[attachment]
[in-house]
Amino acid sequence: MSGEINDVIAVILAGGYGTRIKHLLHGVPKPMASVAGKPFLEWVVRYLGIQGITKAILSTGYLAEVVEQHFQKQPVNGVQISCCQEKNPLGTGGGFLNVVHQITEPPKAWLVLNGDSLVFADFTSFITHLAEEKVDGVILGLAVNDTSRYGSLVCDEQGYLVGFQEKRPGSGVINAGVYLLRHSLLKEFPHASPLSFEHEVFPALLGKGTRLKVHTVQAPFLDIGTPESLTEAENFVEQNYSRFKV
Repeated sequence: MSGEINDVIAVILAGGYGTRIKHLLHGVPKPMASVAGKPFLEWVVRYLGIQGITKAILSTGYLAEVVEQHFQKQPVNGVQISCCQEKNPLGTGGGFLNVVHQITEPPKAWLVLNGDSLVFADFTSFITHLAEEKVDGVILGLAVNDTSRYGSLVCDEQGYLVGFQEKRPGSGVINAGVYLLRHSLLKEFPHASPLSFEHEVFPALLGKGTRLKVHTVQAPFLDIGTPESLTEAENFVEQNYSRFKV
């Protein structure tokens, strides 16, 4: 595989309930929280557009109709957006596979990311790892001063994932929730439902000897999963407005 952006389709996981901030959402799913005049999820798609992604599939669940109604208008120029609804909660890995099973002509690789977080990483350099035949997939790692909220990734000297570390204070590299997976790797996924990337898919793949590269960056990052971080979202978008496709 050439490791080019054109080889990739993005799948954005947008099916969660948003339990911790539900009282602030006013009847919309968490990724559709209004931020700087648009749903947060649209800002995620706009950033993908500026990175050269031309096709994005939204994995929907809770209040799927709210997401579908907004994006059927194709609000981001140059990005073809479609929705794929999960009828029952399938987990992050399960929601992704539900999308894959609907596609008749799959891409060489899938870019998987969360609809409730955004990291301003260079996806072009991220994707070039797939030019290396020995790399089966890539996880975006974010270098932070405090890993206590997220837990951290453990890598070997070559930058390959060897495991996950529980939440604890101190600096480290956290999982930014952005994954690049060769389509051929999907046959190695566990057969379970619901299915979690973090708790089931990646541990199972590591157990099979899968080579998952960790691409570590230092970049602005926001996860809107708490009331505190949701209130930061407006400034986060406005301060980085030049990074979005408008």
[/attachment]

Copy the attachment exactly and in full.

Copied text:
[in-house]
Amino acid sequence: MSGEINDVIAVILAGGYGTRIKHLLHGVPKPMASVAGKPFLEWVVRYLGIQGITKAILSTGYLAEVVEQHFQKQPVNGVQISCCQEKNPLGTGGGFLNVVHQITEPPKAWLVLNGDSLVFADFTSFITHLAEEKVDGVILGLAVNDTSRYGSLVCDEQGYLVGFQEKRPGSGVINAGVYLLRHSLLKEFPHASPLSFEHEVFPALLGKGTRLKVHTVQAPFLDIGTPESLTEAENFVEQNYSRFKV
Repeated sequence: MSGEINDVIAVILAGGYGTRIKHLLHGVPKPMASVAGKPFLEWVVRYLGIQGITKAILSTGYLAEVVEQHFQKQPVNGVQISCCQEKNPLGTGGGFLNVVHQITEPPKAWLVLNGDSLVFADFTSFITHLAEEKVDGVILGLAVNDTSRYGSLVCDEQGYLVGFQEKRPGSGVINAGVYLLRHSLLKEFPHASPLSFEHEVFPALLGKGTRLKVHTVQAPFLDIGTPESLTEAENFVEQNYSRFKV
């Protein structure tokens, strides 16, 4: 595989309930929280557009109709957006596979990311790892001063994932929730439902000897999963407005 952006389709996981901030959402799913005049999820798609992604599939669940109604208008120029609804909660890995099973002509690789977080990483350099035949997939790692909220990734000297570390204070590299997976790797996924990337898919793949590269960056990052971080979202978008496709 050439490791080019054109080889990739993005799948954005947008099916969660948003339990911790539900009282602030006013009847919309968490990724559709209004931020700087648009749903947060649209800002995620706009950033993908500026990175050269031309096709994005939204994995929907809770209040799927709210997401579908907004994006059927194709609000981001140059990005073809479609929705794929999960009828029952399938987990992050399960929601992704539900999308894959609907596609008749799959891409060489899938870019998987969360609809409730955004990291301003260079996806072009991220994707070039797939030019290396020995790399089966890539996880975006974010270098932070405090890993206590997220837990951290453990890598070997070559930058390959060897495991996950529980939440604890101190600096480290956290999982930014952005994954690049060769389509051929999907046959190695566990057969379970619901299915979690973090708790089931990646541990199972590591157990099979899968080579998952960790691409570590230092970049602005926001996860809107708490009331505190949701209130930061407006400034986060406005301060980085030049990074979005408008």